Iron, IIIA, octahedrite
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Found 1863
21° 30.25' N., 50° 28.30' E.

A massive meteoric aerial burst equal to ~12 kilotons lit up the sky over desert sands in the Empty Quarter of the Rub' al Khali, Saudi Arabia, at a site known as Wabar or "Al Hadidah" (= the iron) in Arabic. The name Wabar is a transliteration of Ubar, but is not the actual site of the legendary lost city that was rediscovered in 1992 at a site 400 km south of the Wabar site. The Wabar site was known to the local Bedouins for generations, but remained undescribed until visited by the British explorer H. Philby in 1932, and later surveyed by E. Shoemaker and J. Wynn in 1994–95. The impact site consists of three craters named Philby-A (64 m diameter), Philby-B (116 m diamter), and "11 m crater", all of which since their discovery have experienced repeated infilling and excavation by aeolian sands (Gnos et al., 2013). The three impact craters are situated on 125 acres of a constantly shifting dune field.

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Map of the Wabar site (from the book: The Empty Quarter by Philby, 1933)
Courtesy of Marmet-Meteorites

Found dispersed in and around the craters was shock-bleached/-lithified sand, both black and white-greenish, aerodynamically-shaped, vesicular glass bombs (some containing highly shocked silicate phases such as lechatelierite, coesite, and stishovite), black melt droplets referred to as "pearls", and remnants of FeNi-metal spalled from the impacting body (Gnos et al., 2013).

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Wabar "pearl"

Results of petrography and microchemistry conducted by Hamann et al. (2013) reveal that the black impactite is composed of a quenched, vesicular, glassy mixture of two immiscible liquids; i.e., an emulsion of one phase enriched in Fe+2 and Ca+2 (derived from the FeNi-metal of the projectile) appearing as nm–µm-scale spherules, within a dominant phase enriched in silica (derived from the 20–30-m-deep target sands). A third immiscible component consists of µm-scale metallic FeNi-spherules (up to sub-mm scale) representing projectile remnants.

The largest known mass, which was finally collected in 1965 400 m south-southwest of the largest crater, is a shield-shaped, aerodynamically-oriented, 2,040 kg mass known as the "Camel's Hump". Other surface recoveries include a 210 kg mass and several other multi-kg masses, as well as numerous small, twisted fragments like the 14.1 g specimen pictured above. Additional meteorite remnants uncovered below the sand have been completely weathered to shale. Examination of the distribution of the craters and the individual regmaglypted fragments led Gnos et al. (2013) to conclude that the meteoroid arrived from the south.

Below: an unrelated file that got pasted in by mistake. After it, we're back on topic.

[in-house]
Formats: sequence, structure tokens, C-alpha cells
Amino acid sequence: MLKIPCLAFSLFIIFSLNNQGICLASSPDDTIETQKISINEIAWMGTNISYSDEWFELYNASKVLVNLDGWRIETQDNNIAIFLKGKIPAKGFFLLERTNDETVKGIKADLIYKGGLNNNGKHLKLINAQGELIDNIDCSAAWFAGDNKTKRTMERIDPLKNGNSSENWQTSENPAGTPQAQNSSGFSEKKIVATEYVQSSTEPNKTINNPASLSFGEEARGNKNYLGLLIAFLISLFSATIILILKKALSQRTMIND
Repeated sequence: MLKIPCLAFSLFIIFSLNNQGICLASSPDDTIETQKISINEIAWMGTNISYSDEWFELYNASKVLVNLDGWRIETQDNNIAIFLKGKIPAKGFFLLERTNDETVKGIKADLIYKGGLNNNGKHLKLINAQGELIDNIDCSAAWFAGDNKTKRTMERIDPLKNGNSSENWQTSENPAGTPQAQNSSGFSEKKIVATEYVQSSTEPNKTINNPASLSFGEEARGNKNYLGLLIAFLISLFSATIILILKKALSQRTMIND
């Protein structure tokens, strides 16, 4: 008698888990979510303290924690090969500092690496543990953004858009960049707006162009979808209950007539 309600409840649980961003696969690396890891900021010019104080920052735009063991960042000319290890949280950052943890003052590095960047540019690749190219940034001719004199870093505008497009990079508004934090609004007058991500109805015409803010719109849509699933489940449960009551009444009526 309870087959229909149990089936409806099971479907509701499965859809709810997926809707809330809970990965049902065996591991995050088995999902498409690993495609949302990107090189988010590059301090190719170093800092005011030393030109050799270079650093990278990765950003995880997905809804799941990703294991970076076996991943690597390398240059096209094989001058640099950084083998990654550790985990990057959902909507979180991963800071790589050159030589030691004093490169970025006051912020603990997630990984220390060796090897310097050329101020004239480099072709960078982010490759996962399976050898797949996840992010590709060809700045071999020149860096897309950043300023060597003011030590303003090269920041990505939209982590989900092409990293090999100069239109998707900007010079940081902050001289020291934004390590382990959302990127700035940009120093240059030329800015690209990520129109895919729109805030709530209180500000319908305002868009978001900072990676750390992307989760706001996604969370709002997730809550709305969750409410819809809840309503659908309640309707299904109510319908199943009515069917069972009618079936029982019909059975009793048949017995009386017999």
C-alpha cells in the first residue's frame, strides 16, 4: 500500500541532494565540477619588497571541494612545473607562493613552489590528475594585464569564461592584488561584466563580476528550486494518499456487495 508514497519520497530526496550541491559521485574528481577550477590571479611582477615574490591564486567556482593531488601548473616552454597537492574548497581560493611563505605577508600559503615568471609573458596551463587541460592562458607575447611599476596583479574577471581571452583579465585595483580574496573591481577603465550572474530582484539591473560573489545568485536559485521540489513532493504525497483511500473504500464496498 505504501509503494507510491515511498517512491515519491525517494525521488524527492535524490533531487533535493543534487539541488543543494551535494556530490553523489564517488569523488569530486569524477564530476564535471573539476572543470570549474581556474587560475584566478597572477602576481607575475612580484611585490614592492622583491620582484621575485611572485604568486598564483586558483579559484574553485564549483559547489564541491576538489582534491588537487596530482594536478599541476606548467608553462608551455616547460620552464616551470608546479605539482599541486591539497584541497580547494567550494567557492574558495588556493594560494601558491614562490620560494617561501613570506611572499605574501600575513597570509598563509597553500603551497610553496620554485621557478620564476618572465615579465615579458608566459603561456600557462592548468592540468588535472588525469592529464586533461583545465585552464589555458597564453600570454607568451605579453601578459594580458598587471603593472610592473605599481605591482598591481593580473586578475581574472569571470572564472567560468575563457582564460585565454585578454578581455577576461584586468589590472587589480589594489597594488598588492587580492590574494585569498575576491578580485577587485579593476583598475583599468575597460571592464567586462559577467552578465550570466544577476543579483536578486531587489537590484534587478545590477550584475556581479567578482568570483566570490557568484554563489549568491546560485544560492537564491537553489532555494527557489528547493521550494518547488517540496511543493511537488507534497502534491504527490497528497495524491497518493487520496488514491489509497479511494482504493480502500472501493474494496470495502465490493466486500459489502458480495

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The Wabar "Camel's Hump" mass in-situ
Photo by Lynn Abercrombie, 1965

Wabar is a member of the IIIAB group of irons, a group considered to be closely related to group IIIE (Bishop et al., 2012), and exhibits a medium Thomson (Widmanstätten) structure (Buchwald, 1975). Black glass pearls like the one pictured below were found about a half-mile northwest of the crater, indicating that a wind was blowing from the southeast at the time of the fall. This is consistent with the prevailing wind conditions during the early evening hours in early Spring. These pearls are composed of 90% local quartz sand and 10% microscopic particles of meteoritic FeNi-metal. Gnos et al. (2013) ascertained that the pearls contain the largest component of projectile material, which lowered the melting point and the viscosity of the melt, allowing for complete degassing as attested by their lack of vesicles.

It is estimated that the original mass weighed at least 3,500 tons and that the largest impacting fragment was ~9 m in diameter. The impactite distribution pattern indicated to the early investigators that the object arrived from the northwest at a shallow angle. From measurements of the rate of infilling of the craters by sand, as well as through TL studies, it is estimated that the fall occurred between 235 and 416 years ago, or an average of 289 (±46) years ago. While there is some testimony that the fall could be associated with a witnessed event that occurred in 1863, current evidence suggests an earlier fall. Notably, two historical poems written by separate authors have been found that describe the fall of a fireball over Tarim, Yemen, a town located 620 km south-southwest of the Wabar site (H. Basurah, 2003). In these poems, the authors specify that the fall occurred during the night of Saturday, September 1, 1704 (~300 years ago), a date in excellent accord with the TL data. The trajectory of this fireball over Tarim, traveling approximately south to north, is also consistent with the conclusion of Gnos et al. (2013) based on the location of impact craters, ejecta blankets, and later-arriving individual meteorite fragments.

Of the nearly two hundred craters discovered on Earth, the Wabar Crater is one of only seventeen to contain remnants of the original impacting object. An iron pendant known as 'Qarabawi's Charm' (see photo courtesy of Mike Hankey), which had previously been hung around a camel's neck by a member of the Egyptian Ababda nomadic tribe to ward off evil, was sent by the Egyptian Geological Museum in Cairo to the Smithsonian Institution in 1974 (Mayne et al., 2010). Careful studies verified its meteoritic origin through its Ni content of 6.8% and the presence of taenite lamellae. An extensive comparitive search of all Middle-East irons revealed that the Ni content of the Wabar iron meteorite is identical to that of the Camel Charm. Advanced laboratory analyses of the two materials were conducted, and it was determined that the most likely source material for the Camel Charm is the Wabar iron (Mayne et al., 2019).